Business In The Workplace

Thursday 18 July 2019

Gina London: 'Sharing your struggle can inspire others and help you'

'I want to specifically focus on why it's important to share your struggles.' (stock photo)
'I want to specifically focus on why it's important to share your struggles.' (stock photo)

Gina London

Although I have never watched a single episode of Top Chef, the popular American TV reality show, I was struck by the contestant voted fan favourite - chef Fatima Ali.

I followed her on Instagram (along with a mere 181,000 other fans) as she shared her life. Photos of her cat. Photos of colourful food she cooked and ate. Photos of smiling friends gathered around her. Photos in her hospital room. Photos of her bald head. Photos of her wearing a collection of bright-knit caps. Photos of her getting her newly-regrown short tuft of hair dyed platinum.

Her posts were funny, irreverent and determined. Most were hashtagged '#F***Cancer'. With the asterisks replaced by certain letters, of course.

You've already guessed that Fatima, or Chef Ali, as she was known, was battling that illness too many of us have also been hit with or which has hit someone we know.

I've written many times before about how and why to share personal stories as part of your business presentations and professional communications.

These may be stories of accomplishment, achievement or success. But, today, I want to specifically focus on why it's important to share your struggles.

It's not only because people like rooting for the underdog. It's because these stories - especially when you are in the middle of the battle and not only looking back after surviving, or coming through to the other side - are the most real, raw and relatable.

Chef Fati was diagnosed with a rare form of cancer, Ewing's sarcoma, in September.

"I decided not to spend whatever time I had left... lamenting all the things that weren't right," she wrote.

"Instead, I'd make the most of it. I'm using cancer as the excuse I need to actually go and get things done, and the more people I share those thoughts with, the more I hold myself to them."

By October, I was so moved by her posts, I wrote a direct message to tell her how she'd inspired me to get more things done myself. I had (and have) no excuse.

With her tens of thousands of followers, I didn't expect a response. But, despite or perhaps because of her disease, she kindly wrote back: "Thank you so much for the lovely message from Ireland. Sending love your way."

The road of life isn't straight. It's often twisty and gravely and slippery and difficult and just plain unfair.

Can you share something you are struggling with? If you write to me, I can share it here in this column. Or if you'd like me to keep it private, I'll do that too.

Use it as Chef Fati said, "as an excuse to get things done". Or share it for so many other reasons. Here are a few:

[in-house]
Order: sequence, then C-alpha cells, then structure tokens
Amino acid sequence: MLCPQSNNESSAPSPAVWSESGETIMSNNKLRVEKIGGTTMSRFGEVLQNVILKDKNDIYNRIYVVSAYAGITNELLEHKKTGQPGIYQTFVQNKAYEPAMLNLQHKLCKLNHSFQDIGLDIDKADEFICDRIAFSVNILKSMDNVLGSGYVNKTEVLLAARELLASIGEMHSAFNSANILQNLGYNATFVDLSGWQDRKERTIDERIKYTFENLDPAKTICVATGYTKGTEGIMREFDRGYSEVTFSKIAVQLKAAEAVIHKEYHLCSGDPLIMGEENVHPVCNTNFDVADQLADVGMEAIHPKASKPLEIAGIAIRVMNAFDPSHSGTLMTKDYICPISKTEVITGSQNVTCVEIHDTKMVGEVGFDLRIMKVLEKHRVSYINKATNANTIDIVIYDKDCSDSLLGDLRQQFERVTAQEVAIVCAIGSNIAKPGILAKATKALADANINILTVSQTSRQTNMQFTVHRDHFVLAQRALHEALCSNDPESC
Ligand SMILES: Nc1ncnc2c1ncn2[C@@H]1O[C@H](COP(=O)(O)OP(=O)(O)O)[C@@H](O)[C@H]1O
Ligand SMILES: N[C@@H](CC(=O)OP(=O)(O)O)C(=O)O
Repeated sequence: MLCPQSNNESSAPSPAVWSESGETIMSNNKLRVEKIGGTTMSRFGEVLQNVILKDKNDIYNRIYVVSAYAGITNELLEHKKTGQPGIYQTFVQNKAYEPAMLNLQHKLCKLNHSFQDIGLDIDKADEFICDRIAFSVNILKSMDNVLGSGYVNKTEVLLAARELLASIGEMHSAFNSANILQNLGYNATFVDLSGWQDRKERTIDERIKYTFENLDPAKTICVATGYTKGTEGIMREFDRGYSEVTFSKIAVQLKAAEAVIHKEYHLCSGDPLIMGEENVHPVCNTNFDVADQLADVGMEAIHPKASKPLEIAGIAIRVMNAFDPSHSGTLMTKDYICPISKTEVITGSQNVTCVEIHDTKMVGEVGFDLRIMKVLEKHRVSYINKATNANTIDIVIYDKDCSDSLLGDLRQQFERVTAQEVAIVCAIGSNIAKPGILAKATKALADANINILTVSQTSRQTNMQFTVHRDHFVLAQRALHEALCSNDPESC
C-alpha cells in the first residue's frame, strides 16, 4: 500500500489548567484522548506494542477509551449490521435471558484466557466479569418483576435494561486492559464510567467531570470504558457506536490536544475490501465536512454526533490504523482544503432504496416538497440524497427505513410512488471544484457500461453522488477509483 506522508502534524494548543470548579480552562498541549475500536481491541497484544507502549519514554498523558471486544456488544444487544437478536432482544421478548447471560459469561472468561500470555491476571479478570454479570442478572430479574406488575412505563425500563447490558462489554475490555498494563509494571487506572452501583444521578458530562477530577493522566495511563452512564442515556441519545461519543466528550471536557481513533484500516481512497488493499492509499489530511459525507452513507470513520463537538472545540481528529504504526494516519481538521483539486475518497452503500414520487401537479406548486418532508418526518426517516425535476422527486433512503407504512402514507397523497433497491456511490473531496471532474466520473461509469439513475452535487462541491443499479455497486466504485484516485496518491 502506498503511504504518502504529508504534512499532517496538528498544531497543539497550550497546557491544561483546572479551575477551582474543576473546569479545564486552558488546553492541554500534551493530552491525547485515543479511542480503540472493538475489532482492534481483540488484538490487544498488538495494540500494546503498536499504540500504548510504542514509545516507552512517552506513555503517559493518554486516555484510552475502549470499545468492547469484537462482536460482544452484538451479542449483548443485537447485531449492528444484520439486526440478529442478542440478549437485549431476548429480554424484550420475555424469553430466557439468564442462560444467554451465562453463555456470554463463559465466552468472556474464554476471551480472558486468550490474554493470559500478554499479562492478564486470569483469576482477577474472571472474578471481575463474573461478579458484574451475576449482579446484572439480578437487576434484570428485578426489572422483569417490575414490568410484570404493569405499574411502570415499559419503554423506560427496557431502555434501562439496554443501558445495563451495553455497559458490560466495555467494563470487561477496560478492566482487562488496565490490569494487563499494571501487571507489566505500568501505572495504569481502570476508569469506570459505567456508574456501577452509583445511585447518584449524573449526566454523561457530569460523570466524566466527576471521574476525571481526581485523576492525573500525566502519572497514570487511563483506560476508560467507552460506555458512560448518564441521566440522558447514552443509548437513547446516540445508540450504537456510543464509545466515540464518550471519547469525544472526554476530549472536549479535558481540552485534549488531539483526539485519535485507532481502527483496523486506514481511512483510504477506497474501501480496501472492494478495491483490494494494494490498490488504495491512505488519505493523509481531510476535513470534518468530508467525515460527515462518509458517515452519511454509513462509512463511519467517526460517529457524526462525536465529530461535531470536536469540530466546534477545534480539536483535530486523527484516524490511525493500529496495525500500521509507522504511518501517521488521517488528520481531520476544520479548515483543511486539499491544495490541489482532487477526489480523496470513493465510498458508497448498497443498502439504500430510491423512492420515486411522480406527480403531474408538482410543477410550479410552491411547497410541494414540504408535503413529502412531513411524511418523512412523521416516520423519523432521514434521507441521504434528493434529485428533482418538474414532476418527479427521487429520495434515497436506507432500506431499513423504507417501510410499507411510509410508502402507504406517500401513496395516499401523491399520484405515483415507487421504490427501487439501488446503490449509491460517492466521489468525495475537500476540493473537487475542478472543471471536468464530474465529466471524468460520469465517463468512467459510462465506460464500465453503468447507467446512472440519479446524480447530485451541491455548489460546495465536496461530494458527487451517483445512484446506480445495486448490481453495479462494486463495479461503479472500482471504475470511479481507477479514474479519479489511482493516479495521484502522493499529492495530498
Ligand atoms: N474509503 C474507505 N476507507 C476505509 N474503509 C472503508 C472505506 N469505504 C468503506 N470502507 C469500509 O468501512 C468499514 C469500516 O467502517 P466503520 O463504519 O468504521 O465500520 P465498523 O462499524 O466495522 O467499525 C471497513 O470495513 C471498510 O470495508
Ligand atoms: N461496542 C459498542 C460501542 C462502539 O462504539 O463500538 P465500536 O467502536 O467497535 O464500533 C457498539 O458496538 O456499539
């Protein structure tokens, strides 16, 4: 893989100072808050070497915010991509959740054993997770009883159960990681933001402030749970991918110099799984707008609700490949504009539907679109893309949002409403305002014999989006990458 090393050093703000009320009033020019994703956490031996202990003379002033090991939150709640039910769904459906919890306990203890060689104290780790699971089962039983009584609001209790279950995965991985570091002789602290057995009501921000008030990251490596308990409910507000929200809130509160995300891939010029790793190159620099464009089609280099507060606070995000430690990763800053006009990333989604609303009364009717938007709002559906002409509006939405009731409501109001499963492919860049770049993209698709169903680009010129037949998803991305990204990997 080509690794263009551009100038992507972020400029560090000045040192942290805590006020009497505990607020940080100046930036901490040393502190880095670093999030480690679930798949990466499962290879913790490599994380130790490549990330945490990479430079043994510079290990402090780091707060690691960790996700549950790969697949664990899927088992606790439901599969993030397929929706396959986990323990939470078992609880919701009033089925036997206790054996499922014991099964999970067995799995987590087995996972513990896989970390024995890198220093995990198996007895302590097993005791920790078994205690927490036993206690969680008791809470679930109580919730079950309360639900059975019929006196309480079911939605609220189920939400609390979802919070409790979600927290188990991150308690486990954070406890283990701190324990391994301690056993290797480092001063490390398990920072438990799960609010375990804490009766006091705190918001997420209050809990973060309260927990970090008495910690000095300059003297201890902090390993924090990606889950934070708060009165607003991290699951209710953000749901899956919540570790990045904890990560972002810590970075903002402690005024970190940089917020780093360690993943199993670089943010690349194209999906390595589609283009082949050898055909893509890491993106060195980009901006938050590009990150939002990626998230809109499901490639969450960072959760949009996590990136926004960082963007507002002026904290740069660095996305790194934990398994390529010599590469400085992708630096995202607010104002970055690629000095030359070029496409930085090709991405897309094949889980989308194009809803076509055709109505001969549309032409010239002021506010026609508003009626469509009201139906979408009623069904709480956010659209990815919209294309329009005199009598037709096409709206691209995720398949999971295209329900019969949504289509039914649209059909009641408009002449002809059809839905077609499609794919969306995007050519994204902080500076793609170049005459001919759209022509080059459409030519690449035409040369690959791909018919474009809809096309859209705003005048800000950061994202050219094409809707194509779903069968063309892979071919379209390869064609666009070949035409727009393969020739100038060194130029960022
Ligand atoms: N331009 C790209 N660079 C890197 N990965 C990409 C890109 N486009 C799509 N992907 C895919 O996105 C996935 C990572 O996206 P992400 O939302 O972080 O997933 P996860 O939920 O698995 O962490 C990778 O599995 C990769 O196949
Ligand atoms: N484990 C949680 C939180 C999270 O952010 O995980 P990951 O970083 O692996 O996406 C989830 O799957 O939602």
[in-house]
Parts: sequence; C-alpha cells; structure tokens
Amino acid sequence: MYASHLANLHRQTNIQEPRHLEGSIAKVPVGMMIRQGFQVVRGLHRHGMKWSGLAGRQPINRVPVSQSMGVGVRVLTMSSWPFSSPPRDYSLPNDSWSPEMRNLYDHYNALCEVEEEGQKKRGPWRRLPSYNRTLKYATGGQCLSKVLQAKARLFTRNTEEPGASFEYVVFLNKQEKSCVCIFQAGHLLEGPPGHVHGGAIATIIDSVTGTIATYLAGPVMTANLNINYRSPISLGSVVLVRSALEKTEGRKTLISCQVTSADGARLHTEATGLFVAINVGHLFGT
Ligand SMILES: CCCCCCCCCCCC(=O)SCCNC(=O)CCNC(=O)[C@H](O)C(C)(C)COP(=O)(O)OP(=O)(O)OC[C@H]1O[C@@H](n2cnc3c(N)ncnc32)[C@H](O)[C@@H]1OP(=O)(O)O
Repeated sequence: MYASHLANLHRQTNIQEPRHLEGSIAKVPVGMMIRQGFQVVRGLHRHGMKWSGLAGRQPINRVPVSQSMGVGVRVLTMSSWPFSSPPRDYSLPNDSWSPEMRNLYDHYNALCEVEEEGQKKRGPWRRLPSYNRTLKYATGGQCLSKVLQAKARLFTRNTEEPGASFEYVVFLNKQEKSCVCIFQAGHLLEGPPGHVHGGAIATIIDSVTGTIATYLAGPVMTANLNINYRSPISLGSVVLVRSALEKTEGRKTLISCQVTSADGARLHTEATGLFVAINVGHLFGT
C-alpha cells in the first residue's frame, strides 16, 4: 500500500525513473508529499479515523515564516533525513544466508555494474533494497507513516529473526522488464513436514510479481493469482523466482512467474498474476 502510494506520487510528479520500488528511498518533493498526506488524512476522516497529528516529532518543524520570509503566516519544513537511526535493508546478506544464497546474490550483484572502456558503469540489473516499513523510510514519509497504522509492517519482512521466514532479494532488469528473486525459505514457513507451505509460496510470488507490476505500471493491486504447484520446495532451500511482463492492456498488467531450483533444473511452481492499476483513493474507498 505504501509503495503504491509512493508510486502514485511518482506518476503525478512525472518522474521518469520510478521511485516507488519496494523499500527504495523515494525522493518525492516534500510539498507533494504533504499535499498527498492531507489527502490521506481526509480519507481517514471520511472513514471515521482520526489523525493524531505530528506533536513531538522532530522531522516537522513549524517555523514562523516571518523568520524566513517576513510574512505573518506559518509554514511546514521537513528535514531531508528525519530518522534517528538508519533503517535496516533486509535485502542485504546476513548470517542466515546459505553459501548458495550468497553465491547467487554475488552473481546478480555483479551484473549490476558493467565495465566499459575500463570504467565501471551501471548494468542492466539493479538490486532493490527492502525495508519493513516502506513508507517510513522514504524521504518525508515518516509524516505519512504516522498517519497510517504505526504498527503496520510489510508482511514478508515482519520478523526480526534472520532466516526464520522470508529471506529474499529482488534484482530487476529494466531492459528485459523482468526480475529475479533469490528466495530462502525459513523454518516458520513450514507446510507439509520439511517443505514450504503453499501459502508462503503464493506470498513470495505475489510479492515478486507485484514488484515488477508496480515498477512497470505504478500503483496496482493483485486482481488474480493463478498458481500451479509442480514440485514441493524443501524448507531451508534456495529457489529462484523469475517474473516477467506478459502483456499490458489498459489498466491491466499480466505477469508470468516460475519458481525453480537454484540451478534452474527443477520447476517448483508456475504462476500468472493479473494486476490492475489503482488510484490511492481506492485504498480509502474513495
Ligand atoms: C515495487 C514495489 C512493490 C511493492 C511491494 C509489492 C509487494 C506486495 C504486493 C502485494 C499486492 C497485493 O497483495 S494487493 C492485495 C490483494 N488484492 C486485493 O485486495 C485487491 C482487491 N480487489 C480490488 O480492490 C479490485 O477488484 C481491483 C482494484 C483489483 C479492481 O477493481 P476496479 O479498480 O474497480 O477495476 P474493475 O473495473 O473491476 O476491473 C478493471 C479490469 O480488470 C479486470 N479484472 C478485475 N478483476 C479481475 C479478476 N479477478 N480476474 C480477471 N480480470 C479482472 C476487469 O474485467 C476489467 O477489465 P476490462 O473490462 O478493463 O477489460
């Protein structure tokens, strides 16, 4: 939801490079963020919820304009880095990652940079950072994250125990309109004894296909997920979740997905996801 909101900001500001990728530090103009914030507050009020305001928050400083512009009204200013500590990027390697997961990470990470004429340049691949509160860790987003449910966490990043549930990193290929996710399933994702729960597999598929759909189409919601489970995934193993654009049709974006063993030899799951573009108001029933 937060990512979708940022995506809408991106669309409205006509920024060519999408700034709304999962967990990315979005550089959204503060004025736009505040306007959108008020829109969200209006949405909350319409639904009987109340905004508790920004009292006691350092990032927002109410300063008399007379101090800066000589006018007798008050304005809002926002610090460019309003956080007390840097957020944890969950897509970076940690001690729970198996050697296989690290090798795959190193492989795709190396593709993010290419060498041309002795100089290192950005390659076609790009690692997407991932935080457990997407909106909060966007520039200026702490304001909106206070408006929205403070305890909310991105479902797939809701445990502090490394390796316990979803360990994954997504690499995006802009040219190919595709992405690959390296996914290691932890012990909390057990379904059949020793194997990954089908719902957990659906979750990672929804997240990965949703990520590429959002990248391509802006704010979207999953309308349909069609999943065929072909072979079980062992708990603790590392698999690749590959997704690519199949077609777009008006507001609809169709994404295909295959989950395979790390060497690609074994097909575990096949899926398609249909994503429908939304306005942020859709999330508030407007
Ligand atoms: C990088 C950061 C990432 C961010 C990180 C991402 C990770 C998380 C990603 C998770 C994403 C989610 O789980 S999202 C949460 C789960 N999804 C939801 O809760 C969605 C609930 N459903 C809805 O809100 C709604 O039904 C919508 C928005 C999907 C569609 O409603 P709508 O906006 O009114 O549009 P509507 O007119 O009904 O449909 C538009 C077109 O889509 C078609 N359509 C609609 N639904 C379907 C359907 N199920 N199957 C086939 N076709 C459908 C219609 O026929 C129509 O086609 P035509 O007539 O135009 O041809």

When you open up about a struggle or a weakness to others - especially colleagues or employees - it can be uncomfortable. You will likely feel exposed or vulnerable.

During the US Congressional hearings for now Supreme Court Justice Brett Kavanaugh, I publicly shared on social media the collection of sexual harassments I experienced in my life. I suppose I shouldn't have been surprised at the wave of emotion that rose up within me.

After I finished writing and hit the 'share' button, however, I felt relief. It was done. Out there and off my chest. It will take courage, but publicly expressing struggles or challenges or difficulties can be surprisingly gratifying.


Another thing I was surprised by was the outpouring of support people offered. Many, in turn, shared their own stories. Followers on Chef Fati's page exchanged tales of chemo and radiation and survival and setbacks. Sharing your own story of adversity will raise awareness to others. If people don't know your struggle, they can't help. I think you'll be surprised how many people will cheer you on.


Sharing your story helps people in similar situations understand they are not alone. Not all difficulties are health-related, of course. If you learned a valuable lesson as an entrepreneur starting a business, imagine how sharing that struggle and the lessons learned from it will inspire and instruct a future business owner who hears your story. Sometimes sharing a story like this is exactly what someone needs to get through their own difficult time.


If your collection of stories is all-powerful and glowing, it's time for some inner reflection. When all you share are glossy stories of how great things are - you might believe your own hype. What are you grateful for? What are you hoping to overcome now? Dig deep and get real. Humility is an undervalued trait in success in business - and life.

Last week, there was another post on Chef Fati's Instagram page. It was a collage of pictures. When she was a little girl. When she was a Top Chef contestant with long, dark hair - reflecting her American-Pakistani heritage. Healthy, vibrant photos. Sadly, this post was put up by her friends and family as Fati had lost her fight against cancer.

She was 29.

Sunday Indo Business

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